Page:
7. Under the said Section the holders of the shares would nominate any person in whom the securities would vest in the event of his death. This nomination has to be made in the manner prescribed under the Business Rules.
8. It can be seen that since all the shares are held in Demat form with the Depository Participant and the portfolio of the holder may change each day. Hence one nomination is specifically required to be made as provided in the aforesaid legislation. The nomination would have the effect of vesting in the nominee complete title in the shares. He would be entitled to elect to be registered as a beneficial owner of the shares or he would have the right to transfer the shares. These are inter alia the rights of every shareholder of a listed Companies. These rights show that the vesting of the shares is upon the death of the shareholder provided only that the nomination is made as per the procedure set out by the Depository participant. This procedure is the registration of the form of nomination constituting the nomination of the nominee with his photograph signed by the holder as well as the nominee and witnessed by at least 2 persons and registered with the Bank. The purpose and object of this Section is clear. It is simplifies the procedure relating to the transmission of shares which is otherwise an intangible movable property. As the shares are now held in Dmat form and can be purchased and sold in the market by word of mouth or on the Internet, and no physical share certificates are issued by Companies, only one nomination for all the shares in all the companies need be made. That can be registered only with the Depository Participant who records all the share transactions of the holder of the shares who is mandatorily required to open a Dmat account with the Depository Participant. Hence the legislature has simplified and specified the procedure for vesting of shares by nomination made in the prescribed manner.
14.The meaning and definition of the word “Vest” is required to be considered. Black’s Law Dictionary 8th Edition at page 1594 shows the meaning of “Vest” thus:“
Vest:1. To confer ownership of (property) upon a person. 
2. To invest (a person) with the full title to property.
3. To give (a person) an immediate, fixed right of present or future enjoyment.
4. Hist. To put (a person) into possession of land by the ceremony of investiture.
Vested: Having become a completed, consummated right for present or future enjoyment; not contingent; unconditional; absolute."
Further the meaning of vested right is given in the aforesaid Dictionary at page 1349 thus: “Vested right. A right that so completely and definitely belongs to a person that it cannot be impaired or taken away without the person’s consent”.
15. The meaning of Vested Interest in the said Dictionary is explained at page 829 thus: “Vested interest. An interest the right to the enjoyment of which, either present or future, is not subject to the happening of a condition precedent”.
16.The meaning of Vested Estate at page 588 is shown thus: “Vested estate. An estate with a present right of enjoyment or a present fixed right of future enjoyment.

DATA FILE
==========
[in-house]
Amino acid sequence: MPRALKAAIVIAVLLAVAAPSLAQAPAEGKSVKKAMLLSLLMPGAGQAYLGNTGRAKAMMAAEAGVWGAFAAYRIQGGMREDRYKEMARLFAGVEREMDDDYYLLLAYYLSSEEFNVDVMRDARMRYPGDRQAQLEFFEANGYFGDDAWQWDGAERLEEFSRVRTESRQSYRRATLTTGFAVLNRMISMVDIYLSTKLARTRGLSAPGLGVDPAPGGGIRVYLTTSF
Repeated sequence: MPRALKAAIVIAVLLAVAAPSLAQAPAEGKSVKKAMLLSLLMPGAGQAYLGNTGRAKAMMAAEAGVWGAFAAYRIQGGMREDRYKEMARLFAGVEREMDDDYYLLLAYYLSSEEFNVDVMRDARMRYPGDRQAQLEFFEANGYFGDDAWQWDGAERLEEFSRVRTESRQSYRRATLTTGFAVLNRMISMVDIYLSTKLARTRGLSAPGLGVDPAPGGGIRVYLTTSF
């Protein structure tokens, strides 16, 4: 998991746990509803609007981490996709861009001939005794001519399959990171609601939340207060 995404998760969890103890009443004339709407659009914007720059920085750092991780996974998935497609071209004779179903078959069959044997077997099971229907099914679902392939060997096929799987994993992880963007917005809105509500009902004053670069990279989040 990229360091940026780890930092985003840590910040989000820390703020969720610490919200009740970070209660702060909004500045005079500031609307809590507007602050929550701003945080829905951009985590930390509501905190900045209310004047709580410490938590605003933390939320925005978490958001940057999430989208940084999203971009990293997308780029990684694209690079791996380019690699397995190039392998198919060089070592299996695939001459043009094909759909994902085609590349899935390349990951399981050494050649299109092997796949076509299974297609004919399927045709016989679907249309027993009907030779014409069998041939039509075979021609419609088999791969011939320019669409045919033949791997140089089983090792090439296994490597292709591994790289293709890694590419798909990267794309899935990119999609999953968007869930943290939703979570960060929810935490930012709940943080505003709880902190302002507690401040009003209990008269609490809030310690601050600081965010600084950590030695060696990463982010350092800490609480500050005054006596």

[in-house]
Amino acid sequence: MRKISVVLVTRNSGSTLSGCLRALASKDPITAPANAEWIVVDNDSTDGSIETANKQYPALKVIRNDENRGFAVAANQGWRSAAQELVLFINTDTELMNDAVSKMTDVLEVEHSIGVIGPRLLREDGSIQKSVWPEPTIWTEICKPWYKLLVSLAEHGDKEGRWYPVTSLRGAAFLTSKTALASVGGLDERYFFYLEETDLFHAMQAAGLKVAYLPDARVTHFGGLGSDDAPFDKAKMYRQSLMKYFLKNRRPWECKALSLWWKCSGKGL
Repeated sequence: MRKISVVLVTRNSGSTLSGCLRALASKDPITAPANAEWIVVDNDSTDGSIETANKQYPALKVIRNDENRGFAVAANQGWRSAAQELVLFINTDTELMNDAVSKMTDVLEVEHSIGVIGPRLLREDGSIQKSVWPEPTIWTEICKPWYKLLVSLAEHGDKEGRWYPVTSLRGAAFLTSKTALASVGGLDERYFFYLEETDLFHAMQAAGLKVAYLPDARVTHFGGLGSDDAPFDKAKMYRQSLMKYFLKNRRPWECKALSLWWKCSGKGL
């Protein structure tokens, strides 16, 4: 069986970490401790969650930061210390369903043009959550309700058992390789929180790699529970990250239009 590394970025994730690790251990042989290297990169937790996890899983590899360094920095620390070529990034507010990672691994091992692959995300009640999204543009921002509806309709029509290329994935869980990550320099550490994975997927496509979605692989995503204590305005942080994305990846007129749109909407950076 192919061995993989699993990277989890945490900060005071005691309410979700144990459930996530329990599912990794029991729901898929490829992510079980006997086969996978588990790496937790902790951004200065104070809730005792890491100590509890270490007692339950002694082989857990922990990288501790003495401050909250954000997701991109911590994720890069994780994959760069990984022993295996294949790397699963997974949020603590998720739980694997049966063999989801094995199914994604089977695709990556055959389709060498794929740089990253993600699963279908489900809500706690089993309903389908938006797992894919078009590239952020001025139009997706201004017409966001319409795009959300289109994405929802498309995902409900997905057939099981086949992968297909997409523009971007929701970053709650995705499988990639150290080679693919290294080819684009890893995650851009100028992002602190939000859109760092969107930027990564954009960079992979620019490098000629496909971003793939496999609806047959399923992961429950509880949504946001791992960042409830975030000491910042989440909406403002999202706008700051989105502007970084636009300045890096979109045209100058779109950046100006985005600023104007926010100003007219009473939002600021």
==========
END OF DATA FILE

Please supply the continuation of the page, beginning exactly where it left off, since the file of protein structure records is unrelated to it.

17.Advanced Law Lexicon by P. Ramanatha Aiyar 3rd Edition 2007 at page 2677 when explains the term Vested Legacy thus: VESTED LEGACY. A legacy the interest in which is so fixed as to be transmissible to the personal representative of the legatee.
18. The judgment in the case of The Fruit & Vegetable Merchants Union Vs. The Delhi Improvement Trust, A.I.R. 1957 SC 344 at page 353 holds that the word “Vest” can be used differently upon considering the English Law.
19. It is observed that the word “Vest” is a word of variable import even under Indian Statutes. The illustrations given in the judgment are the Insolvency Act which provides that the property vests in the Receiver. Such vesting is held to be temporary and only for the purpose of management of the properties of the insolvent for payment of his debts after distributing his assets. Consequently, the Receiver would have no interest of his own in the property vested in him. The vesting under the Land Acquisition Act is shown to be different. Under that Act the property would vest “absolutely in the Government free from all encumbrances”. Hence upon such vesting the property acquired becomes the property of the Government without any conditions or limitation either as to its title or possession. Consequently, it is held at page 353 runs thus:
“ It would thus appear that the word “vest” has not got a fixed connotation, meaning in all cases that the property is owned by the person or the authority in whom it vests. It may vest in title, or it may vest in possession, or it may vest in a limited sense, as indicated in the context in which it may have been used in a particular piece of legislation.”
20. Hence under that judgment which considered the provisions of the U.P. Town Improvement Act it was held that the land vesting in the Municipal or Legal Body was so vested only for the purpose of managing that land and would not transfer ownership of the property to the Authority.
21.In the case of Dr. M. Ismail Faruqui Vs. Union of India A.I.R. 1995 S.C. 605 the concept of vesting the property in the Acquiring Authority came to be considered under the Acquisition of Certain Area at Ayodhya Act (33 of 1993). Considering the pith and substance of the Act, which was for the acquisition of the property at Ram Janma Bhoomi Babri Masjid site under a legislation, it was held that vesting of the disputed land (Ram Janma Bhoomi Babri Masjid) was limited to holding it by the Civil Government as Statutory Receiver and vesting of the area in excess of the disputed structure was absolute. Hence, it is seen that the intention of the Legislature is of primary importance in considering the effect of the term “vest” in a given legislation.